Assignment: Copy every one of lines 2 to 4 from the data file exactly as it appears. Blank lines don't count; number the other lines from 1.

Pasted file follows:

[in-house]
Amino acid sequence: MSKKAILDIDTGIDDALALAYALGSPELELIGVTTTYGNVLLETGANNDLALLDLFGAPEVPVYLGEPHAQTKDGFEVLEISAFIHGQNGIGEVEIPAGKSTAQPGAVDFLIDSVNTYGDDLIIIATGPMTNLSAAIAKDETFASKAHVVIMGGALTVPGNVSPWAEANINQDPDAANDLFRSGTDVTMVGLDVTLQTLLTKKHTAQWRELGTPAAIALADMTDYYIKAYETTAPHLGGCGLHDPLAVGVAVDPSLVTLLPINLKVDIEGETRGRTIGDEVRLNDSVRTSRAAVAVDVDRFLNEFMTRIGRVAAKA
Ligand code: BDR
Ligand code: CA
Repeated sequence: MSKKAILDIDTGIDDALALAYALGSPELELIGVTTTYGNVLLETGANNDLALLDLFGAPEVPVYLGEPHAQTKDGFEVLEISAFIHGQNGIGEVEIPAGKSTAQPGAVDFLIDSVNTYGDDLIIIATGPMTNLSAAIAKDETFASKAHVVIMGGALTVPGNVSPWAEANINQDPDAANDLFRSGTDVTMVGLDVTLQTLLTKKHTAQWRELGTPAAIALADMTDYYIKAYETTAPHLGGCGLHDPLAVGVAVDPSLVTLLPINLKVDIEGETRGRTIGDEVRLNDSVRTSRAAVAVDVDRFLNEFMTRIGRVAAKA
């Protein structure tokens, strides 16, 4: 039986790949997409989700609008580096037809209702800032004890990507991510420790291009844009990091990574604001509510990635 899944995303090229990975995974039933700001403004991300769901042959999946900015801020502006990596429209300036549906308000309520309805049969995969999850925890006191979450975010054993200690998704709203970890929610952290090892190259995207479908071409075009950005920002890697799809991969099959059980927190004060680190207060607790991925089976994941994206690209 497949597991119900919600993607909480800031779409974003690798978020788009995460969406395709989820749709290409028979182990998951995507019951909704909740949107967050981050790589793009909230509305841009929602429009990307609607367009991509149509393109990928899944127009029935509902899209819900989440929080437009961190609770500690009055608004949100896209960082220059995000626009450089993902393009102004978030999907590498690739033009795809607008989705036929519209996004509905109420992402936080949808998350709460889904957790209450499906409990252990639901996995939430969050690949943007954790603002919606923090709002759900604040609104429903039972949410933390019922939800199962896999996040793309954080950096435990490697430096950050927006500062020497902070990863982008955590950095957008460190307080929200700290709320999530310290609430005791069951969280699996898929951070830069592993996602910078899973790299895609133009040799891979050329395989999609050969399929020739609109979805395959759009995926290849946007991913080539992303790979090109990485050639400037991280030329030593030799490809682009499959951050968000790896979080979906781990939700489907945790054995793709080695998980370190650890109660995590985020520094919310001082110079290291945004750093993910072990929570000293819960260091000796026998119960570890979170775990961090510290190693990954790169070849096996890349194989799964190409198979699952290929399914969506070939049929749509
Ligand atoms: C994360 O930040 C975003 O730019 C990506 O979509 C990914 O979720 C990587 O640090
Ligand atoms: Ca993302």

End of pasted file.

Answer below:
Amino acid sequence: MSKKAILDIDTGIDDALALAYALGSPELELIGVTTTYGNVLLETGANNDLALLDLFGAPEVPVYLGEPHAQTKDGFEVLEISAFIHGQNGIGEVEIPAGKSTAQPGAVDFLIDSVNTYGDDLIIIATGPMTNLSAAIAKDETFASKAHVVIMGGALTVPGNVSPWAEANINQDPDAANDLFRSGTDVTMVGLDVTLQTLLTKKHTAQWRELGTPAAIALADMTDYYIKAYETTAPHLGGCGLHDPLAVGVAVDPSLVTLLPINLKVDIEGETRGRTIGDEVRLNDSVRTSRAAVAVDVDRFLNEFMTRIGRVAAKA
Ligand code: BDR
Ligand code: CA